Tax Season 2019: Important Dates and Deadlines

Tax season is here!  The IRS has announced that they will begin accepting electronically filed and paper returns for TY 2019 beginning January 27th.  Generally, most states follow the IRS’s schedule and will begin accepting electronic returns on the same day.  Even though we’re still a few weeks away from filing returns, you don’t have to wait until the 27th to submit your tax documents to us.  In fact, it would make our day if you got things to us early!  We will go ahead and prepare your state and federal returns and hold them in our system until efile opens on the 27th.

When deciding how to file your return, keep in mind that electronic filing is the fastest and most secure option.  Not only does it drastically speed up processing time, but it also better protects your personal data. The same is true for direct deposit: DD refunds are processed much more quickly than paper checks and the risk of interception (a common tax season scam) is eliminated.  At Levesque & Associates, we always file returns electronically if it’s allowable (there are some situations which require paper filing) and we always encourage clients to take advantage of direct deposit for refunds.

Remember, the personal filing deadline will be April 15th, which falls on a Wednesday this year.

Other deadlines:

  • 4th quarter 2019 estimated payments – January 15
  • 1099s and W-2s – January 31
  • Partnerships and S-Corps – March 16 (the 15th is a Sunday)
  • Trusts, Estates, and C-Corps – April 15
  • Non-profits – May 15

Extension deadlines:

  • Partnerships and S-Corps – September 15
  • Personal, Trusts, Estates, and C-Corps – October 15
  • Non-profits – November 16 (the 15th is a Sunday)


Important Reminder: if you cannot file your return by the deadline, be sure to file an extension.  The penalties for not filing can be very high.  Additionally, if you are not able to pay your balance due, you should still file your return.  The penalties on late payment are not as steep as those on failure to file.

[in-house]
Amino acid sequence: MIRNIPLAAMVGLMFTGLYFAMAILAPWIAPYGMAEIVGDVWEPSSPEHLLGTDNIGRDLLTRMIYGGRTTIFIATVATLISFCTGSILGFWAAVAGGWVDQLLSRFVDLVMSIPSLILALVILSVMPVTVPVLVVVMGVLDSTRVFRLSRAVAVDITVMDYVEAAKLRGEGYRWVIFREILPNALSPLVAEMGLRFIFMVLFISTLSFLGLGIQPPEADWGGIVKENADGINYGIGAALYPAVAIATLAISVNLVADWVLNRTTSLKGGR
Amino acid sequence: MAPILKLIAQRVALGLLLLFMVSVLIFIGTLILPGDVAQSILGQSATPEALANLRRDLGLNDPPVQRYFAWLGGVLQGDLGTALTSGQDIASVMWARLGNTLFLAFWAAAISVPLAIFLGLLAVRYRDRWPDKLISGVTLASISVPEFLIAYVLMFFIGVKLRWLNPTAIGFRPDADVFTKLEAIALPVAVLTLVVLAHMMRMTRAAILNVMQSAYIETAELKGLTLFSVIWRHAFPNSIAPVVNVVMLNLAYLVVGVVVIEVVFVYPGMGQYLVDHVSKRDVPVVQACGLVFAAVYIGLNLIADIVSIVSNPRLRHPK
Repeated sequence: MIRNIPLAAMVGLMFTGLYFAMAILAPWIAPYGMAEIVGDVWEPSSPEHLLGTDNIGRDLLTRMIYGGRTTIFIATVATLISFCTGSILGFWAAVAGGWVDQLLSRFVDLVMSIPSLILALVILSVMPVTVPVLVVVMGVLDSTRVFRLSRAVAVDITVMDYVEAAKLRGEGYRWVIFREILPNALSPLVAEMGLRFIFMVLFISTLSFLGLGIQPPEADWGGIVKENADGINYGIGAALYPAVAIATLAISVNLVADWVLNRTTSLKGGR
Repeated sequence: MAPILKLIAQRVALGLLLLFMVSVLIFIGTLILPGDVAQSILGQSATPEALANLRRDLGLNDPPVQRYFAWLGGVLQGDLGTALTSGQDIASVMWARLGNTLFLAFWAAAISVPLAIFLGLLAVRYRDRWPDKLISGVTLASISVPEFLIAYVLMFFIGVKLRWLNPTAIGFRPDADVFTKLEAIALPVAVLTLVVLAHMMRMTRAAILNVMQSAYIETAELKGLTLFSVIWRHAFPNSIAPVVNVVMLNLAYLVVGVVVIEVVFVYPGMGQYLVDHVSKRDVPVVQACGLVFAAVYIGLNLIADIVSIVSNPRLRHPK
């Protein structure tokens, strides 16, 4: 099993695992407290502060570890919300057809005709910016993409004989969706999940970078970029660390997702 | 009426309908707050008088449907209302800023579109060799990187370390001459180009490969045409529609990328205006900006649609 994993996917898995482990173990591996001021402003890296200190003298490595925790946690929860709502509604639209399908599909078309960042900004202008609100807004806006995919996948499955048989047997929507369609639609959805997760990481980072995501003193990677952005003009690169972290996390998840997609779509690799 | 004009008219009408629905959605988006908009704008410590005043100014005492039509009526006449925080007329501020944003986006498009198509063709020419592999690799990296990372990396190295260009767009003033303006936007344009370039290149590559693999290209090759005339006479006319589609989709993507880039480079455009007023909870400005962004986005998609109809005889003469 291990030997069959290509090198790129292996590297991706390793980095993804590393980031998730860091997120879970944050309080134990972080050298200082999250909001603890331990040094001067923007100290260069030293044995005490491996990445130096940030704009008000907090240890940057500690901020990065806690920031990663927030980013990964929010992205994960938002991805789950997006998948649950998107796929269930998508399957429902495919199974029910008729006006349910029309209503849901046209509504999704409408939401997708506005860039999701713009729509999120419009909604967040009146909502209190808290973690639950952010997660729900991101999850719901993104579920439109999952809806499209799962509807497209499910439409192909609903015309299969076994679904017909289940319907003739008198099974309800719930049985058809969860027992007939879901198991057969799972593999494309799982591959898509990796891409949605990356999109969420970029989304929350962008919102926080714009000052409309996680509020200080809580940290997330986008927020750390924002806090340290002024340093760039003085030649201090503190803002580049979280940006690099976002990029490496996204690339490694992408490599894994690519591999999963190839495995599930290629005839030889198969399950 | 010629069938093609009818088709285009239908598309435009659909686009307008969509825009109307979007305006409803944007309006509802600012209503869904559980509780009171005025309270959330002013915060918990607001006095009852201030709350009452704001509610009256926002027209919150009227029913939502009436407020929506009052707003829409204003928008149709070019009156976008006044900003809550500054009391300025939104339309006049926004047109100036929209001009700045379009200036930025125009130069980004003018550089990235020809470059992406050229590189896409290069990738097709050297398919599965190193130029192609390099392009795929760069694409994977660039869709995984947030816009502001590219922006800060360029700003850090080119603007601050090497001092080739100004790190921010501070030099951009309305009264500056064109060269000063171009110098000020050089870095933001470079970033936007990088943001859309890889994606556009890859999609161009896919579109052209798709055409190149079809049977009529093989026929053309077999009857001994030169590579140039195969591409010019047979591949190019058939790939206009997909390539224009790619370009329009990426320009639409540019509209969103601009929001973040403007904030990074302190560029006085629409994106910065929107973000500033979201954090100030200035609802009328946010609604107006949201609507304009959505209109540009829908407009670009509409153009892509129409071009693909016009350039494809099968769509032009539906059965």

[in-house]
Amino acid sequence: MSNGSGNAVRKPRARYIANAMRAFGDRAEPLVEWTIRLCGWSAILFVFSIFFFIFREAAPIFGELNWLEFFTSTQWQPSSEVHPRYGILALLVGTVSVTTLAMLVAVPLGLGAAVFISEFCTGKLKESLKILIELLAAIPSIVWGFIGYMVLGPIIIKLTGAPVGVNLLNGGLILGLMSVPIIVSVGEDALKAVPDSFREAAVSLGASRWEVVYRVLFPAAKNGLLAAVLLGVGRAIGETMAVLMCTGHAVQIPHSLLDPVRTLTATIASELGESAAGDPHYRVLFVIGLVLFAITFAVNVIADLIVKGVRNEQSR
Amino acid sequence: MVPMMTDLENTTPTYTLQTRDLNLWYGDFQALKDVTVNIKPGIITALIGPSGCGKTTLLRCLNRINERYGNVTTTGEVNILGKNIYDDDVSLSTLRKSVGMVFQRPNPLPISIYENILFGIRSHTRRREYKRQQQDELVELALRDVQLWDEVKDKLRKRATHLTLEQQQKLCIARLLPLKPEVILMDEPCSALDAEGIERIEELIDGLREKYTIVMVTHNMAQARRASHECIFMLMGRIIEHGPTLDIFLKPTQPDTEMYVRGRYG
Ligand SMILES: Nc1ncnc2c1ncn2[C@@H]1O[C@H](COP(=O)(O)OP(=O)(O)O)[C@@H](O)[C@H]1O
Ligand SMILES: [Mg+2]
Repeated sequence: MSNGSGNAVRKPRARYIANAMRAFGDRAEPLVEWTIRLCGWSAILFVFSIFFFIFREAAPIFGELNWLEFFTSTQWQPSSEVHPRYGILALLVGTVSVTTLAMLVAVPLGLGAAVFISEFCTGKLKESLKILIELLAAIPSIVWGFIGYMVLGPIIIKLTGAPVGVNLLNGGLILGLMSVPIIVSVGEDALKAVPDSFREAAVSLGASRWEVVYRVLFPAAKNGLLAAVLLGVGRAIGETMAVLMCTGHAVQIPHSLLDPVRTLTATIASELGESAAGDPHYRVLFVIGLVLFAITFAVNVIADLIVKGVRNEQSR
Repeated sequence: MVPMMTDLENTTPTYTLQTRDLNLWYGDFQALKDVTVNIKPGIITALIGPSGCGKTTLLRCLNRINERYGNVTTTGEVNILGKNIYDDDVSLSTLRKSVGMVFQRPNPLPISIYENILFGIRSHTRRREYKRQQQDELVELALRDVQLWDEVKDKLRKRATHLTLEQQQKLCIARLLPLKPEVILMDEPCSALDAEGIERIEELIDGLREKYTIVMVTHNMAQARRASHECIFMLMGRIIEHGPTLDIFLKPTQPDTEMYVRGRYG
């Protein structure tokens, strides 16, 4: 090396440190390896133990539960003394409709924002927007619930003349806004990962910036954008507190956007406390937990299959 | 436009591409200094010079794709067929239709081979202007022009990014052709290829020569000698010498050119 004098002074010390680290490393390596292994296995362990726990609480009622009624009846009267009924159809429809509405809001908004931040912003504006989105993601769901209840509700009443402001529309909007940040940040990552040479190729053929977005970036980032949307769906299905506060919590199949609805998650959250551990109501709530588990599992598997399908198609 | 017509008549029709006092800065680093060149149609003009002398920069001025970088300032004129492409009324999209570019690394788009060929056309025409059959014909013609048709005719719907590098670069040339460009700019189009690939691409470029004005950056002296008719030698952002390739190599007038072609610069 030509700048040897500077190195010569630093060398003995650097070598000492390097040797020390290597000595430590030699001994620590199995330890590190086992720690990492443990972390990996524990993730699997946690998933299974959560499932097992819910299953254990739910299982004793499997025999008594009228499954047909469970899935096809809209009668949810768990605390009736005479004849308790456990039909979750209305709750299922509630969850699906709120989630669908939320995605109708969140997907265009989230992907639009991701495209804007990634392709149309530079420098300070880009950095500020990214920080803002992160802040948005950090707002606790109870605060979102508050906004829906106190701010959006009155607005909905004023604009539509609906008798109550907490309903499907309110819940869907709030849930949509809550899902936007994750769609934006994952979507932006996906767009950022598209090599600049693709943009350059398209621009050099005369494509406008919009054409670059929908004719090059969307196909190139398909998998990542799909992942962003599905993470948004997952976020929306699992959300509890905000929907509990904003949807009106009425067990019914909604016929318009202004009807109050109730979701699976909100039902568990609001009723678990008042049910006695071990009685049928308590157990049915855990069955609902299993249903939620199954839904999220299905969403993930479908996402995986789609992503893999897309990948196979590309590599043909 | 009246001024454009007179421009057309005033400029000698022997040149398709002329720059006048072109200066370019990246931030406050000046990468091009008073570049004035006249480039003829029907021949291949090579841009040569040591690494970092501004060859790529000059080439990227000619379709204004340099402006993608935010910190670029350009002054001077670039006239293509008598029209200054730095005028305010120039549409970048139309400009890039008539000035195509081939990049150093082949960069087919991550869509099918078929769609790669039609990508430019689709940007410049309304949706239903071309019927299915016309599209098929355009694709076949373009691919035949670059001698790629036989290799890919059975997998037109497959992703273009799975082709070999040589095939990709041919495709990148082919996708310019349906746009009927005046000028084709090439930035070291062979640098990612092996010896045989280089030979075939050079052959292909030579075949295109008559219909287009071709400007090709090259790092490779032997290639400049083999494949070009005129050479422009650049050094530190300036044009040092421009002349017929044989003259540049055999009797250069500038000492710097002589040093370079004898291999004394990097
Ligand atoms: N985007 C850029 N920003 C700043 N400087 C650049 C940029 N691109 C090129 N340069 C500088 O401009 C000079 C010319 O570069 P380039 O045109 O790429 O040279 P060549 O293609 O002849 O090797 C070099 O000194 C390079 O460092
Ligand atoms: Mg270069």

Learn more about managing your balance due and available payment plan options in our previous blog post, “Struggling with Tax Debt?  Here are Some Tips.”


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New Tax Brackets – Tax Years 2019 and 2020

Most years, slight changes are made to tax rates.  These updates are generally minor and reflect changes in inflation.  Major tax code revisions, like those that went into place for 2018 under the new tax law (TCJA), are rare.

For tax years 2019 and 2020, the IRS has made tweaks to roughly 60 tax provisions.  Below are a few highlights that will affect the largest percentage of taxpayers.  If you have specific questions related to your tax situation, be sure to consult with your tax professional.

New Tax Brackets: 

Other changes:

1) Standard Deductions: For tax year 2019 (i.e. the returns you will file over the next few months), the standard deduction for single filers rises to $12,200.  For married/joint filers, it will be $24,400.  For tax year 2020, the amounts will increase again to $12,400 and $24,800 respectively.  For heads of households, the standard deduction increases from $18,000 in 2018 to $18,350 (2019) and $18,650 (2020).  Remember, you take whichever is higher when comparing the standard deduction to your itemized deductions.

2) Earned Income Credit (EIC): 

2019 (investment income must be $3600 or less for the year)

2020 (investment income must be $3650 or less for the year)

3) Adoption Credit: Taxpayers can receive a credit of up to $14,080 for qualified adoption expenses of a special needs child paid in 2019.  For tax year 2020, the credit increases to $14,300.

4) Healthcare coverage: The penalty for not having the minimum healthcare coverage was $695 on your 2018 return.  For 2019 and beyond, there is $0 penalty.

5) SALT Cap: For the time being, the cap on the deductible portion of State and Local Tax (SALT) will remain unchanged at $10,000 annually.  Repealing the $10,000 cap has been discussed in the House so changes may be coming down the line.

Questions about changes to these or other tax provisions?  Get in touch with Levesque & Associates!